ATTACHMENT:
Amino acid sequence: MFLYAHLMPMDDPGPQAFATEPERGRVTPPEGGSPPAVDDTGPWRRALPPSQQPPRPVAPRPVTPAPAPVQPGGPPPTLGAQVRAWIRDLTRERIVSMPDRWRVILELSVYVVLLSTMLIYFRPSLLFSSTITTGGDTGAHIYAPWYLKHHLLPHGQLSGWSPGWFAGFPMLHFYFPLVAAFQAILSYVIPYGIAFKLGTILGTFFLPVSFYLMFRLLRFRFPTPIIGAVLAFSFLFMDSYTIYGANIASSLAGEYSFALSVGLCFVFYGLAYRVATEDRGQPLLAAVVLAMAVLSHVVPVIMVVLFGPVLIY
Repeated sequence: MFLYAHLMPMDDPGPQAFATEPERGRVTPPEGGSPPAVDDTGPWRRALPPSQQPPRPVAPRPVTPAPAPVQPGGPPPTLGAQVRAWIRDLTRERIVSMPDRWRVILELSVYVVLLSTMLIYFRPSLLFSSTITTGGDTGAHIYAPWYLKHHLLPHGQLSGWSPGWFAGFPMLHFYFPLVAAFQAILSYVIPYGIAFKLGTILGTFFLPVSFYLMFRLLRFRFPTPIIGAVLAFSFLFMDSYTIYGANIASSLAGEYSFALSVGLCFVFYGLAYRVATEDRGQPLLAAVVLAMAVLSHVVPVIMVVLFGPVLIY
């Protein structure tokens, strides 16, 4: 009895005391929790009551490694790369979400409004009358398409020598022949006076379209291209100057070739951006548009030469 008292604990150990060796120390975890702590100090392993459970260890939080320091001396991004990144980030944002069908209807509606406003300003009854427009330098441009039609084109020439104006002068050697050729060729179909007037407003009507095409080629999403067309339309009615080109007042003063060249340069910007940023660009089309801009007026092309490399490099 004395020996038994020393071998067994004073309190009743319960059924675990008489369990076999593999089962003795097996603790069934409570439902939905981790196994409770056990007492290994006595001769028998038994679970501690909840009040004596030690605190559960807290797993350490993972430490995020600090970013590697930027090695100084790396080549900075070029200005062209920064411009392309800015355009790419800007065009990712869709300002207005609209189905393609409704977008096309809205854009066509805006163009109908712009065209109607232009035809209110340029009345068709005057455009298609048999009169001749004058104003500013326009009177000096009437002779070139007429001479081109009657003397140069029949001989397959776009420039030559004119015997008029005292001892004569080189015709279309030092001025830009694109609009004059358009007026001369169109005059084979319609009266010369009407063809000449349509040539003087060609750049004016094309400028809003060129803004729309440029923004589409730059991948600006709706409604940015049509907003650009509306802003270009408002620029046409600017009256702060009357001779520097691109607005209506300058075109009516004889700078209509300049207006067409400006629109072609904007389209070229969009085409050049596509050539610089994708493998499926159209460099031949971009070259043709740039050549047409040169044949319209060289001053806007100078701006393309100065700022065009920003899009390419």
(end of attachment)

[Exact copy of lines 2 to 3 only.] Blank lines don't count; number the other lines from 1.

Repeated sequence: MFLYAHLMPMDDPGPQAFATEPERGRVTPPEGGSPPAVDDTGPWRRALPPSQQPPRPVAPRPVTPAPAPVQPGGPPPTLGAQVRAWIRDLTRERIVSMPDRWRVILELSVYVVLLSTMLIYFRPSLLFSSTITTGGDTGAHIYAPWYLKHHLLPHGQLSGWSPGWFAGFPMLHFYFPLVAAFQAILSYVIPYGIAFKLGTILGTFFLPVSFYLMFRLLRFRFPTPIIGAVLAFSFLFMDSYTIYGANIASSLAGEYSFALSVGLCFVFYGLAYRVATEDRGQPLLAAVVLAMAVLSHVVPVIMVVLFGPVLIY
């Protein structure tokens, strides 16, 4: 009895005391929790009551490694790369979400409004009358398409020598022949006076379209291209100057070739951006548009030469 008292604990150990060796120390975890702590100090392993459970260890939080320091001396991004990144980030944002069908209807509606406003300003009854427009330098441009039609084109020439104006002068050697050729060729179909007037407003009507095409080629999403067309339309009615080109007042003063060249340069910007940023660009089309801009007026092309490399490099 004395020996038994020393071998067994004073309190009743319960059924675990008489369990076999593999089962003795097996603790069934409570439902939905981790196994409770056990007492290994006595001769028998038994679970501690909840009040004596030690605190559960807290797993350490993972430490995020600090970013590697930027090695100084790396080549900075070029200005062209920064411009392309800015355009790419800007065009990712869709300002207005609209189905393609409704977008096309809205854009066509805006163009109908712009065209109607232009035809209110340029009345068709005057455009298609048999009169001749004058104003500013326009009177000096009437002779070139007429001479081109009657003397140069029949001989397959776009420039030559004119015997008029005292001892004569080189015709279309030092001025830009694109609009004059358009007026001369169109005059084979319609009266010369009407063809000449349509040539003087060609750049004016094309400028809003060129803004729309440029923004589409730059991948600006709706409604940015049509907003650009509306802003270009408002620029046409600017009256702060009357001779520097691109607005209506300058075109009516004889700078209509300049207006067409400006629109072609904007389209070229969009085409050049596509050539610089994708493998499926159209460099031949971009070259043709740039050549047409040169044949319209060289001053806007100078701006393309100065700022065009920003899009390419």